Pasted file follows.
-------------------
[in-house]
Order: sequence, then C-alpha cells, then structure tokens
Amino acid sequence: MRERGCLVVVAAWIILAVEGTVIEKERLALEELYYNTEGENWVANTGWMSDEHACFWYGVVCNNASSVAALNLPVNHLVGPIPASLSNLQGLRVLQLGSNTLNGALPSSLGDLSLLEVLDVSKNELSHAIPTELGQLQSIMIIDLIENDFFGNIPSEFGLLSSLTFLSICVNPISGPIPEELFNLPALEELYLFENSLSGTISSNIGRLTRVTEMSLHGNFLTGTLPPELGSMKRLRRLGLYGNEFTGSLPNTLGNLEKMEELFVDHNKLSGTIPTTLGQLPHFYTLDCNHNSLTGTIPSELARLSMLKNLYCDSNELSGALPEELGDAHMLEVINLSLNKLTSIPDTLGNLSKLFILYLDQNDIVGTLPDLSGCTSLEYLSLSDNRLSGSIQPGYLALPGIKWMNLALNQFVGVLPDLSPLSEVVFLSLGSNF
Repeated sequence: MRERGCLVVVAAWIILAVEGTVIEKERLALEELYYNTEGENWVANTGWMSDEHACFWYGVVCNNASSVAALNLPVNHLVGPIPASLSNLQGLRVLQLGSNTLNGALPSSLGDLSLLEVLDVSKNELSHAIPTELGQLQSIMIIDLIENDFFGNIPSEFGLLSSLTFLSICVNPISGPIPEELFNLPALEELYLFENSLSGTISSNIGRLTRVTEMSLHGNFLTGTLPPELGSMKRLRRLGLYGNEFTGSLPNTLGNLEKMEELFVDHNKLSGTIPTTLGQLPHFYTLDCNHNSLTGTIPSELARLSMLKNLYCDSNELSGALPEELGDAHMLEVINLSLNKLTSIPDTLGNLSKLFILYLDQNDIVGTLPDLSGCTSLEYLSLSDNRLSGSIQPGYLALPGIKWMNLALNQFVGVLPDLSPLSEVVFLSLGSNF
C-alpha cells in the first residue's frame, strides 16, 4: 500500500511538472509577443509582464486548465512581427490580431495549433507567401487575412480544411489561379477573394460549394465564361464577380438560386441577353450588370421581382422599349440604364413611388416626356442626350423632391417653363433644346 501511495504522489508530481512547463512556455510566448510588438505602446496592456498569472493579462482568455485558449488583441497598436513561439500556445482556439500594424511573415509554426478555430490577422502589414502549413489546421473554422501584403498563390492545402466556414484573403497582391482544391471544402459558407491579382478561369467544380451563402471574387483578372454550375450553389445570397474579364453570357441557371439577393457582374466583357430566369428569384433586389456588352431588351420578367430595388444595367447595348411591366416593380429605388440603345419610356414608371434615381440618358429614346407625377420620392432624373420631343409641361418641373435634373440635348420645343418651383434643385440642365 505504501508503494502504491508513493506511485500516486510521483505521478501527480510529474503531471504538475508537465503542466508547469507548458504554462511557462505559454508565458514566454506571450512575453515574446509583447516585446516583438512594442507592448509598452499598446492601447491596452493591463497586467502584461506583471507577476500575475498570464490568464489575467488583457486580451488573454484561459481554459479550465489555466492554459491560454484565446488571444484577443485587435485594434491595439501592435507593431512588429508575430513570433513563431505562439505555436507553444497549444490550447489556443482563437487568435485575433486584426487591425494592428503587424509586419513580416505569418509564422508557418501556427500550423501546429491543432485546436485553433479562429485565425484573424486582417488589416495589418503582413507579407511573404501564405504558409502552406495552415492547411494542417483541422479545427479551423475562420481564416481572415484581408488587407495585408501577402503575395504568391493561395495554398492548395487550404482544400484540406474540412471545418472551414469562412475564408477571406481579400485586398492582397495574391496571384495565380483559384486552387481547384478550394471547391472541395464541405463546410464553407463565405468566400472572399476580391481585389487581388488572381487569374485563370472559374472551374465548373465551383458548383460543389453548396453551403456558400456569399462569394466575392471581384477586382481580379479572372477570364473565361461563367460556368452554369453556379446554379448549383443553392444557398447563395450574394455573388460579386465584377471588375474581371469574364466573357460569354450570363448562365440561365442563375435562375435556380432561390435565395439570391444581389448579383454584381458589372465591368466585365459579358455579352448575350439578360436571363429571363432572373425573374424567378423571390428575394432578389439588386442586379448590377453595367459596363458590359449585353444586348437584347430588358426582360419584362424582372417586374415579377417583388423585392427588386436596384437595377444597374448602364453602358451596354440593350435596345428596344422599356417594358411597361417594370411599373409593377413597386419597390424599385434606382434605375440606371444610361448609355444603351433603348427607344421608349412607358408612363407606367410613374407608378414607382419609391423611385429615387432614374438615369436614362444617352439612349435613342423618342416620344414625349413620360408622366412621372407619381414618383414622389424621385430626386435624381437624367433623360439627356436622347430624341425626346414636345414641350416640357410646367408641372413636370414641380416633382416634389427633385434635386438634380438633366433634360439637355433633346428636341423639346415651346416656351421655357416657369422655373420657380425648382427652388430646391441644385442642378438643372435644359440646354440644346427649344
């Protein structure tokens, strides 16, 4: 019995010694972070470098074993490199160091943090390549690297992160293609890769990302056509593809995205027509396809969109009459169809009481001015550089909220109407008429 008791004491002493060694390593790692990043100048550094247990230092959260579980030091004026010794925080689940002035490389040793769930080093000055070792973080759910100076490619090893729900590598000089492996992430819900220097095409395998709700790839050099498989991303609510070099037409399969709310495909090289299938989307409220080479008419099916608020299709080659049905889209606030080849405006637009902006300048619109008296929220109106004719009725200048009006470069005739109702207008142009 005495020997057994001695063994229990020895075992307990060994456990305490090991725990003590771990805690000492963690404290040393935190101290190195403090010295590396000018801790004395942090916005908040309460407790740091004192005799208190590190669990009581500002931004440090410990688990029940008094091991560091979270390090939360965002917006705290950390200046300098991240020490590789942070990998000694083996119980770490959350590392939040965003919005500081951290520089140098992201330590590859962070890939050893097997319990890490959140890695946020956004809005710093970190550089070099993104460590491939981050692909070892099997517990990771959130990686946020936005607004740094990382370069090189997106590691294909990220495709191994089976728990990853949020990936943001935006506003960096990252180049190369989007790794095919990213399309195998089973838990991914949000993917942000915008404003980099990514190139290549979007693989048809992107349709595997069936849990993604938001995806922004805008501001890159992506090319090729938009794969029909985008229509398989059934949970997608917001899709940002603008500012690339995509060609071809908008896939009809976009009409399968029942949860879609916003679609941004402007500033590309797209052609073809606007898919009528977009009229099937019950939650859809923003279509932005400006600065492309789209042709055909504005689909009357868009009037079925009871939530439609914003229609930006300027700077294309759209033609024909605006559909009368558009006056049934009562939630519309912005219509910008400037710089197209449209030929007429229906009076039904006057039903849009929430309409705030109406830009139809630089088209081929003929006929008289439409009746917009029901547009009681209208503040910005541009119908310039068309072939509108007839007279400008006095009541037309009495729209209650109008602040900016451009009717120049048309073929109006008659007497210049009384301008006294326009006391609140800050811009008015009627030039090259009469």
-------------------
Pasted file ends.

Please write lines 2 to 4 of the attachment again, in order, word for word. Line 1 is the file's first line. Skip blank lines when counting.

Order: sequence, then C-alpha cells, then structure tokens
Amino acid sequence: MRERGCLVVVAAWIILAVEGTVIEKERLALEELYYNTEGENWVANTGWMSDEHACFWYGVVCNNASSVAALNLPVNHLVGPIPASLSNLQGLRVLQLGSNTLNGALPSSLGDLSLLEVLDVSKNELSHAIPTELGQLQSIMIIDLIENDFFGNIPSEFGLLSSLTFLSICVNPISGPIPEELFNLPALEELYLFENSLSGTISSNIGRLTRVTEMSLHGNFLTGTLPPELGSMKRLRRLGLYGNEFTGSLPNTLGNLEKMEELFVDHNKLSGTIPTTLGQLPHFYTLDCNHNSLTGTIPSELARLSMLKNLYCDSNELSGALPEELGDAHMLEVINLSLNKLTSIPDTLGNLSKLFILYLDQNDIVGTLPDLSGCTSLEYLSLSDNRLSGSIQPGYLALPGIKWMNLALNQFVGVLPDLSPLSEVVFLSLGSNF
Repeated sequence: MRERGCLVVVAAWIILAVEGTVIEKERLALEELYYNTEGENWVANTGWMSDEHACFWYGVVCNNASSVAALNLPVNHLVGPIPASLSNLQGLRVLQLGSNTLNGALPSSLGDLSLLEVLDVSKNELSHAIPTELGQLQSIMIIDLIENDFFGNIPSEFGLLSSLTFLSICVNPISGPIPEELFNLPALEELYLFENSLSGTISSNIGRLTRVTEMSLHGNFLTGTLPPELGSMKRLRRLGLYGNEFTGSLPNTLGNLEKMEELFVDHNKLSGTIPTTLGQLPHFYTLDCNHNSLTGTIPSELARLSMLKNLYCDSNELSGALPEELGDAHMLEVINLSLNKLTSIPDTLGNLSKLFILYLDQNDIVGTLPDLSGCTSLEYLSLSDNRLSGSIQPGYLALPGIKWMNLALNQFVGVLPDLSPLSEVVFLSLGSNF